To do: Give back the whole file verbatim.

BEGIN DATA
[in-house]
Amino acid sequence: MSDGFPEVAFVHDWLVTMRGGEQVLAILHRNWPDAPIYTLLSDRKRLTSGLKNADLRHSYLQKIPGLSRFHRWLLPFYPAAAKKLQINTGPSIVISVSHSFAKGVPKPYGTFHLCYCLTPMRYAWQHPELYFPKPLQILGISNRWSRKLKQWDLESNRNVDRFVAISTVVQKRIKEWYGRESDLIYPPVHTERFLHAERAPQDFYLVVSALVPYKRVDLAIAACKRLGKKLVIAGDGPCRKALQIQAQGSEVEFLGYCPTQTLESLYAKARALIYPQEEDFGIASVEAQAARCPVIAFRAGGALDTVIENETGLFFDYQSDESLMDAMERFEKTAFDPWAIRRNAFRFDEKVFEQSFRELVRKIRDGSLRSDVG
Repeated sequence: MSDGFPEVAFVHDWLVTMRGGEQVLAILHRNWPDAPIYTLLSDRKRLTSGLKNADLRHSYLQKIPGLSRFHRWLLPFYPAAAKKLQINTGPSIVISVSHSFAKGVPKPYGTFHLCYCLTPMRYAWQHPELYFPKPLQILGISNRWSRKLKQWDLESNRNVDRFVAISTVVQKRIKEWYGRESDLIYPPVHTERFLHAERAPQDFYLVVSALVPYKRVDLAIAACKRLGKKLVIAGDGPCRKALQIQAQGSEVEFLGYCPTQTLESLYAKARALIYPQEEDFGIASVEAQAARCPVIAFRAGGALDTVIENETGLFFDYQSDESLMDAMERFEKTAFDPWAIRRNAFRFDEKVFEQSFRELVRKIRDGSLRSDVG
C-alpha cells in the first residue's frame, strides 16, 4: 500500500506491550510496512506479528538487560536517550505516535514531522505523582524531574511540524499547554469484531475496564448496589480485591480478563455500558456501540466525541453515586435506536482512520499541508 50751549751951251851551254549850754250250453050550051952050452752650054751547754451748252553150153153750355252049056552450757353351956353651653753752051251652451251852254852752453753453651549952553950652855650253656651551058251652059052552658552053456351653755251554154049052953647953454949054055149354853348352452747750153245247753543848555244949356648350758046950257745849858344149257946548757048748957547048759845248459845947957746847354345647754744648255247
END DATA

[in-house]
Amino acid sequence: MSDGFPEVAFVHDWLVTMRGGEQVLAILHRNWPDAPIYTLLSDRKRLTSGLKNADLRHSYLQKIPGLSRFHRWLLPFYPAAAKKLQINTGPSIVISVSHSFAKGVPKPYGTFHLCYCLTPMRYAWQHPELYFPKPLQILGISNRWSRKLKQWDLESNRNVDRFVAISTVVQKRIKEWYGRESDLIYPPVHTERFLHAERAPQDFYLVVSALVPYKRVDLAIAACKRLGKKLVIAGDGPCRKALQIQAQGSEVEFLGYCPTQTLESLYAKARALIYPQEEDFGIASVEAQAARCPVIAFRAGGALDTVIENETGLFFDYQSDESLMDAMERFEKTAFDPWAIRRNAFRFDEKVFEQSFRELVRKIRDGSLRSDVG
Repeated sequence: MSDGFPEVAFVHDWLVTMRGGEQVLAILHRNWPDAPIYTLLSDRKRLTSGLKNADLRHSYLQKIPGLSRFHRWLLPFYPAAAKKLQINTGPSIVISVSHSFAKGVPKPYGTFHLCYCLTPMRYAWQHPELYFPKPLQILGISNRWSRKLKQWDLESNRNVDRFVAISTVVQKRIKEWYGRESDLIYPPVHTERFLHAERAPQDFYLVVSALVPYKRVDLAIAACKRLGKKLVIAGDGPCRKALQIQAQGSEVEFLGYCPTQTLESLYAKARALIYPQEEDFGIASVEAQAARCPVIAFRAGGALDTVIENETGLFFDYQSDESLMDAMERFEKTAFDPWAIRRNAFRFDEKVFEQSFRELVRKIRDGSLRSDVG
C-alpha cells in the first residue's frame, strides 16, 4: 500500500506491550510496512506479528538487560536517550505516535514531522505523582524531574511540524499547554469484531475496564448496589480485591480478563455500558456501540466525541453515586435506536482512520499541508 50751549751951251851551254549850754250250453050550051952050452752650054751547754451748252553150153153750355252049056552450757353351956353651653753752051251652451251852254852752453753453651549952553950652855650253656651551058251652059052552658552053456351653755251554154049052953647953454949054055149354853348352452747750153245247753543848555244949356648350758046950257745849858344149257946548757048748957547048759845248459845947957746847354345647754744648255247